I would like a code that works for doing loops as in the toy example below. This would help me to understand how to work with loops in more general contexts as I am still a beginner in Mathematica. The example is:

Consider list1={A,B,C,D}, f1[A]=f1[B]=0, f1[f2[C]]=0 and f1[f2[f2[D]]]=0, where the constraints on the functions f1 and f2 is that they only need to satisfy the previous properties.

(i) In the first stage of the code, we apply f1 to each of the elements in list1. Given that f1[A]=f1[B]=0, the code should save (to print later) A and B and keep C and D, because f1[C] and f1[D] do not vanish.

(ii) In the second stage, we apply f2 to the elements that were not zero when we applied f1 in the first stage. So that we should have a list {f2[C],f2[D]}, and then apply f1 to the elements of the latter. Given that f1[f2[C]]=0, the code should save f2[C] and keep f2[D] to return to the loop.

(iii) Finally, going back to stage (ii), we apply f2 to f2[D] so we would be left with the list {f2[f2[D]]} and after applying f1 to this list it gives zero, because f1[f2[f2[D]]]=0, so that we save f2[f2[D]] and the process would be finished in this example.

(iv) In the end, I want the code to print as a list all the elements generated in the process that when acted with f1 give zero. The answer, in this case, would be {A,B,f2[C],f2[f2[D]]}. This list shouldn't count repeated elements twice.

  • $\begingroup$ What have you tried? Note that loops are not really idiomatic in Mathematica. See eg Alternatives to procedural loops and iterating over lists in Mathematica. Also avoid uppercase single-character variables, as many of those have built in meaning (e.g. C, D, E, I, K, N, O ...); use lowercase variable names instead. $\endgroup$
    – MarcoB
    Dec 29, 2021 at 4:52
  • $\begingroup$ Consider Select as an example of a tool that might be helpful in your selection of elements from a list that give rise to a certain function output. $\endgroup$
    – MarcoB
    Dec 29, 2021 at 5:02
  • $\begingroup$ You can check out the introductory book written by the inventor to help you get started. $\endgroup$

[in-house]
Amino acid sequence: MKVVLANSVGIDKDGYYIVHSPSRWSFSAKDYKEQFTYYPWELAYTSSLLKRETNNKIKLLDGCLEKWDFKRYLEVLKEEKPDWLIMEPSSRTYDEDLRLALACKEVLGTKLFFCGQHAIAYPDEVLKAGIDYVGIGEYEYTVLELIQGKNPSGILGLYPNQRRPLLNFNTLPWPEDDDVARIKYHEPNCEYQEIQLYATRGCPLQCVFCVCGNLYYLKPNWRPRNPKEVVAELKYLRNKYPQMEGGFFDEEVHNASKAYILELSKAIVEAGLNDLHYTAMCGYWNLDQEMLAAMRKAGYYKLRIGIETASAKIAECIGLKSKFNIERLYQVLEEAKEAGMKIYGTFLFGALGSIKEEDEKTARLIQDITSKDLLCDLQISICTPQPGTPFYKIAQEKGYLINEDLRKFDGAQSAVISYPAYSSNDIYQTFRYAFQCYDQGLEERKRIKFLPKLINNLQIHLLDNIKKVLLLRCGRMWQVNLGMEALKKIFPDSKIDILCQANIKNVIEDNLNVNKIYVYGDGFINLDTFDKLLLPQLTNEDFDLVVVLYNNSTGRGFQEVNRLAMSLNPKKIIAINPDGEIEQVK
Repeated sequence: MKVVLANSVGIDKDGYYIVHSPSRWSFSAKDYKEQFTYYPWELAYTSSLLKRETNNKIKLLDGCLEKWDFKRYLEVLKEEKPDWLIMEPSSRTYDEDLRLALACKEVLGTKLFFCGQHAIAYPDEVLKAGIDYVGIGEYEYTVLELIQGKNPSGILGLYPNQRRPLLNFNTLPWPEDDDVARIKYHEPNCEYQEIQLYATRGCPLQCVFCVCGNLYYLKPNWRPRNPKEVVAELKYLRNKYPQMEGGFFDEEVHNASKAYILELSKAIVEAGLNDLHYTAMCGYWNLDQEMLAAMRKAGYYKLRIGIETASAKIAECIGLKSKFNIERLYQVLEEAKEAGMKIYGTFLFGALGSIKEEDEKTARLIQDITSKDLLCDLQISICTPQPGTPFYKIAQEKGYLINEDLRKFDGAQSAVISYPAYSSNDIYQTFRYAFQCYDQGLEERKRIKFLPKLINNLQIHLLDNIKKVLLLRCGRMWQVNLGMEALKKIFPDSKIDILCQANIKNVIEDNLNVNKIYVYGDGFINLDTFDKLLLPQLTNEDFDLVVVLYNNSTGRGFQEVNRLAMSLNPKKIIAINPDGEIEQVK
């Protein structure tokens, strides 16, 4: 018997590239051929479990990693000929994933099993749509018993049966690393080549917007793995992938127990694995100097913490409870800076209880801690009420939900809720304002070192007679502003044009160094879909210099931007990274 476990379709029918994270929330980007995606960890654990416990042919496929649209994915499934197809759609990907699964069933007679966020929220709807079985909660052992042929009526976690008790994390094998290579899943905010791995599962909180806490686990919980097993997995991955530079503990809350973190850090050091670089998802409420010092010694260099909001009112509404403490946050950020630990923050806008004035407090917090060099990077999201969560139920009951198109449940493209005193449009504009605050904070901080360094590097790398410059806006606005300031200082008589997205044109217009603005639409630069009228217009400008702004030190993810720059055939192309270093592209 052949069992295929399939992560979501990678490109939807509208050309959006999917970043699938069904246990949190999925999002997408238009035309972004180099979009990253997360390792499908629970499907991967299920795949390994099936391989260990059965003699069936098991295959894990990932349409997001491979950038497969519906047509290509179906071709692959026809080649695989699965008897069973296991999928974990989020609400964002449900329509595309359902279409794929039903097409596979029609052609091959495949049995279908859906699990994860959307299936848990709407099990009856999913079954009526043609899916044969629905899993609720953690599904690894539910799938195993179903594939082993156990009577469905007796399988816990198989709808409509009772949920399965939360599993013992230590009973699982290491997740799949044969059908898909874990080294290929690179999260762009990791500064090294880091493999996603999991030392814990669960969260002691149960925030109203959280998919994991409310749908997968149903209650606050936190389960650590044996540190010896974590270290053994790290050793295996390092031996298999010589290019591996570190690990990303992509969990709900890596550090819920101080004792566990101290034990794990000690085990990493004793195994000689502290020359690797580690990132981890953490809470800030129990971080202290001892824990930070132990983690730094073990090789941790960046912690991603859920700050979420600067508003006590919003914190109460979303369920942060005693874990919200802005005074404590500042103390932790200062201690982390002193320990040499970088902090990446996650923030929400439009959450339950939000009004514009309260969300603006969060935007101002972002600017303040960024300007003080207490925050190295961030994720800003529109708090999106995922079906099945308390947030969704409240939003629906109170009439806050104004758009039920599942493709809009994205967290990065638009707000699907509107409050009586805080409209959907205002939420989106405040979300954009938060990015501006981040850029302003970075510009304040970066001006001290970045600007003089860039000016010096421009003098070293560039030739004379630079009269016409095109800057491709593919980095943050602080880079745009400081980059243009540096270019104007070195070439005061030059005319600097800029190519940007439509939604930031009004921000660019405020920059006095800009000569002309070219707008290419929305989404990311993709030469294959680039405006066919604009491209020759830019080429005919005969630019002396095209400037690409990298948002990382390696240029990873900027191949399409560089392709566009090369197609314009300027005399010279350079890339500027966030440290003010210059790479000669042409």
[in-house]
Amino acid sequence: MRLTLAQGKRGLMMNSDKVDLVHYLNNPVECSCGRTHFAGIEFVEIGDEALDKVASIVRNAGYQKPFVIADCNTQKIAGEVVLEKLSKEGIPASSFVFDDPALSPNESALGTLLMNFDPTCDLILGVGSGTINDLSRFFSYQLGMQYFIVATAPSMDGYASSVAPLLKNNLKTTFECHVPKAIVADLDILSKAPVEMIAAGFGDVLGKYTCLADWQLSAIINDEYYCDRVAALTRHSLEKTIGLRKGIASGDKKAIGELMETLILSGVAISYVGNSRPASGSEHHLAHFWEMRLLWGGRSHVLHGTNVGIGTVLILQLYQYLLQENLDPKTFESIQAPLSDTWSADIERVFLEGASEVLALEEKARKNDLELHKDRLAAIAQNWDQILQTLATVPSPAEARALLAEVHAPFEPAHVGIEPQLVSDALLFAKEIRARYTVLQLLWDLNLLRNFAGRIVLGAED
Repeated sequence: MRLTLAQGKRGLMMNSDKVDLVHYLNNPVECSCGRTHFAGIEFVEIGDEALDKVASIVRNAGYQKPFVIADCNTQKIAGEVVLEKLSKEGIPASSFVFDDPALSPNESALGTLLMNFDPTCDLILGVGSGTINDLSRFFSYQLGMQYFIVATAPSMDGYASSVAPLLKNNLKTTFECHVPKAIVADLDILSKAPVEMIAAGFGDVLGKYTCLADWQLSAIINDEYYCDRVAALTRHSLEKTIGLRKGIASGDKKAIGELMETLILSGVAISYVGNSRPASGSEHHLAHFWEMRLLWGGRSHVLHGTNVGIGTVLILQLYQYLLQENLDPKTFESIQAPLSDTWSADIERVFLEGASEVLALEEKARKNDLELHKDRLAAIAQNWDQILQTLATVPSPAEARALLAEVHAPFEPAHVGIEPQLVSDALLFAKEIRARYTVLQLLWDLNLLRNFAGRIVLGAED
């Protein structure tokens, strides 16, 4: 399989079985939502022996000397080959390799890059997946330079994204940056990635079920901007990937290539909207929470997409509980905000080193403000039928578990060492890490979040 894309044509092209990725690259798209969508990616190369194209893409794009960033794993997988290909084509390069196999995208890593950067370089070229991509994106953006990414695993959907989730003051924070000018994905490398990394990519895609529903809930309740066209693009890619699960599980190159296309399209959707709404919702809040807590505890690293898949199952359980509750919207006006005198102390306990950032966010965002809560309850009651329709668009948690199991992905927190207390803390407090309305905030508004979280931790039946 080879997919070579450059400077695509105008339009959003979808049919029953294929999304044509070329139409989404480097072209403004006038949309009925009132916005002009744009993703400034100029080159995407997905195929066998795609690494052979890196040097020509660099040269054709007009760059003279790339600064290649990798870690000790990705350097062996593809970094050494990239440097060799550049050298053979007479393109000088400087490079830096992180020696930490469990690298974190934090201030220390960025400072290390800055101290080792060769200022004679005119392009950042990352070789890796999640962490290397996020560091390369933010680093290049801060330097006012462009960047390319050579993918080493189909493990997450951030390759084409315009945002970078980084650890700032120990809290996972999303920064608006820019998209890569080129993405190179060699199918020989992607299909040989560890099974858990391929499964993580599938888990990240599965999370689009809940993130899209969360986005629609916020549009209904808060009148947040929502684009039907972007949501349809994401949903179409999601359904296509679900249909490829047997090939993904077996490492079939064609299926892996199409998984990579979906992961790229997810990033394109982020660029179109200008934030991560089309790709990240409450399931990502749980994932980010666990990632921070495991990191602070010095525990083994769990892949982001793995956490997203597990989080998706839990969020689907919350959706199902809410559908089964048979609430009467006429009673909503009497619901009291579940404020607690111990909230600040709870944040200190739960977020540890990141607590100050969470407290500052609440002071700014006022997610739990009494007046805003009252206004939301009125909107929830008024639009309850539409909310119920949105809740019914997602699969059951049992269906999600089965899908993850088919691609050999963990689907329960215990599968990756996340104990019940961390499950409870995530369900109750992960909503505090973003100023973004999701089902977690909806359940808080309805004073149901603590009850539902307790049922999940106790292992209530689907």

– Syed
    Dec 29, 2021 at 6:49

1 Answer 1


First we define the conditions:

list = {a, b, c, d};
f1[a] = 0;
f1[b] = 0;
f1[f2[c]] = 0;
f1[f2[f2[d]]] = 0;

Then we apply the 3 steps. The result is accumulated by Sow/Reap in the variable res:

res = Reap[
    t = If[f1[#] === 0, Sow[#]; Nothing, #] & /@ list ;
    t = If[t = f2[#]; f1[t] === 0, Sow[t]; Nothing, t] & /@ t;
    If[t = f2[#]; f1[t] === 0, Sow[t]; Nothing, t] & /@ t;

   (*  {{a, b, f2[c], f2[f2[d]]}} *)
  • $\begingroup$ Is there a way to change your solution such that the code works also if instead of only applying f2 two times until we found 'f1[f2[f2[d]]] = 0' it would apply any number of times? In this case it would also work if 'f1f[f2[f2[f2[d]]] ]= 0', etc $\endgroup$
    – Slayer147
    Dec 29, 2021 at 18:20
  • $\begingroup$ "Any number of times", that is an infinite number of times, does not seem feasible. However, for three, you would have to duplicate the second case (t= If[...) $\endgroup$ Dec 29, 2021 at 19:19
  • $\begingroup$ For any finite number of times, is there another way to do this without having replicate the second case? $\endgroup$
    – Slayer147
    Dec 29, 2021 at 19:37
  • $\begingroup$ You could repeat the second case in a While loop until nothing is left over.. $\endgroup$ Dec 29, 2021 at 19:40

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